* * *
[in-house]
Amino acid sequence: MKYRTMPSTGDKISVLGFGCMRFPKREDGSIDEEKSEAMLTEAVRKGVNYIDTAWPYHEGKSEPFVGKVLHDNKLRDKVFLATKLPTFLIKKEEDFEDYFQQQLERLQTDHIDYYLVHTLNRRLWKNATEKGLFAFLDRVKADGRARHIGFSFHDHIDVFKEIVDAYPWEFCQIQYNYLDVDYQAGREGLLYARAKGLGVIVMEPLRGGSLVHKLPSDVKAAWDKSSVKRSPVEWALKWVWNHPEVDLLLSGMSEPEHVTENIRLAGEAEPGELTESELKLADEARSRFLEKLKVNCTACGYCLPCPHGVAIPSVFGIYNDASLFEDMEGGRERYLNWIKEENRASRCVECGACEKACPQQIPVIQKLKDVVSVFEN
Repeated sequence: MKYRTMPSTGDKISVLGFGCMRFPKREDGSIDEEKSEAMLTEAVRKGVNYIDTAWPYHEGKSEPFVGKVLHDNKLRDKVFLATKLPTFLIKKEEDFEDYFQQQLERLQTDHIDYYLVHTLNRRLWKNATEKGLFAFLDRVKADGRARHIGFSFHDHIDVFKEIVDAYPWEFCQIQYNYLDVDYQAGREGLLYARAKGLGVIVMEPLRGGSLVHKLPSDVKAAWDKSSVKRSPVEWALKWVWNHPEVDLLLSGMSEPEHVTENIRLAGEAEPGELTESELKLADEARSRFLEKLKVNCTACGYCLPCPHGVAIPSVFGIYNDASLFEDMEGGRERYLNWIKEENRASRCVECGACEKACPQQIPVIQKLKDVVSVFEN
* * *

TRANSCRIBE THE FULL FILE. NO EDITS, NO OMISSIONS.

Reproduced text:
[in-house]
Amino acid sequence: MKYRTMPSTGDKISVLGFGCMRFPKREDGSIDEEKSEAMLTEAVRKGVNYIDTAWPYHEGKSEPFVGKVLHDNKLRDKVFLATKLPTFLIKKEEDFEDYFQQQLERLQTDHIDYYLVHTLNRRLWKNATEKGLFAFLDRVKADGRARHIGFSFHDHIDVFKEIVDAYPWEFCQIQYNYLDVDYQAGREGLLYARAKGLGVIVMEPLRGGSLVHKLPSDVKAAWDKSSVKRSPVEWALKWVWNHPEVDLLLSGMSEPEHVTENIRLAGEAEPGELTESELKLADEARSRFLEKLKVNCTACGYCLPCPHGVAIPSVFGIYNDASLFEDMEGGRERYLNWIKEENRASRCVECGACEKACPQQIPVIQKLKDVVSVFEN
Repeated sequence: MKYRTMPSTGDKISVLGFGCMRFPKREDGSIDEEKSEAMLTEAVRKGVNYIDTAWPYHEGKSEPFVGKVLHDNKLRDKVFLATKLPTFLIKKEEDFEDYFQQQLERLQTDHIDYYLVHTLNRRLWKNATEKGLFAFLDRVKADGRARHIGFSFHDHIDVFKEIVDAYPWEFCQIQYNYLDVDYQAGREGLLYARAKGLGVIVMEPLRGGSLVHKLPSDVKAAWDKSSVKRSPVEWALKWVWNHPEVDLLLSGMSEPEHVTENIRLAGEAEPGELTESELKLADEARSRFLEKLKVNCTACGYCLPCPHGVAIPSVFGIYNDASLFEDMEGGRERYLNWIKEENRASRCVECGACEKACPQQIPVIQKLKDVVSVFEN